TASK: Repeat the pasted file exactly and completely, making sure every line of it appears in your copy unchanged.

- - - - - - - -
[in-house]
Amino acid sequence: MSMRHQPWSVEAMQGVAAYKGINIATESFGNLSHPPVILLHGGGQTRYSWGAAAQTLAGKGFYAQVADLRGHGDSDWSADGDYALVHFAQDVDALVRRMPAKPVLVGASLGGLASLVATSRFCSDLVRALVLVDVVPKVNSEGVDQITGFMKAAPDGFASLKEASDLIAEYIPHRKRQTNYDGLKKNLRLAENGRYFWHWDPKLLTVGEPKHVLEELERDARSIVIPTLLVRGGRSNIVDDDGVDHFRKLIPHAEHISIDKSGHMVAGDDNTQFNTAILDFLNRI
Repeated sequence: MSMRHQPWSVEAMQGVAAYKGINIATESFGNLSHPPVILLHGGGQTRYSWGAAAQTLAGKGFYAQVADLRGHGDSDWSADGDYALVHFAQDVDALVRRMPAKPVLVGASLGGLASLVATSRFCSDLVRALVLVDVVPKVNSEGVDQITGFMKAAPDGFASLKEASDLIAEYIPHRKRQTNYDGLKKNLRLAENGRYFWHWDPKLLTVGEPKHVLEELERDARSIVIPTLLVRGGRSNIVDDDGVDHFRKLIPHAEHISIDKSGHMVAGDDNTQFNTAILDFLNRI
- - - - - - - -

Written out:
[in-house]
Amino acid sequence: MSMRHQPWSVEAMQGVAAYKGINIATESFGNLSHPPVILLHGGGQTRYSWGAAAQTLAGKGFYAQVADLRGHGDSDWSADGDYALVHFAQDVDALVRRMPAKPVLVGASLGGLASLVATSRFCSDLVRALVLVDVVPKVNSEGVDQITGFMKAAPDGFASLKEASDLIAEYIPHRKRQTNYDGLKKNLRLAENGRYFWHWDPKLLTVGEPKHVLEELERDARSIVIPTLLVRGGRSNIVDDDGVDHFRKLIPHAEHISIDKSGHMVAGDDNTQFNTAILDFLNRI
Repeated sequence: MSMRHQPWSVEAMQGVAAYKGINIATESFGNLSHPPVILLHGGGQTRYSWGAAAQTLAGKGFYAQVADLRGHGDSDWSADGDYALVHFAQDVDALVRRMPAKPVLVGASLGGLASLVATSRFCSDLVRALVLVDVVPKVNSEGVDQITGFMKAAPDGFASLKEASDLIAEYIPHRKRQTNYDGLKKNLRLAENGRYFWHWDPKLLTVGEPKHVLEELERDARSIVIPTLLVRGGRSNIVDDDGVDHFRKLIPHAEHISIDKSGHMVAGDDNTQFNTAILDFLNRI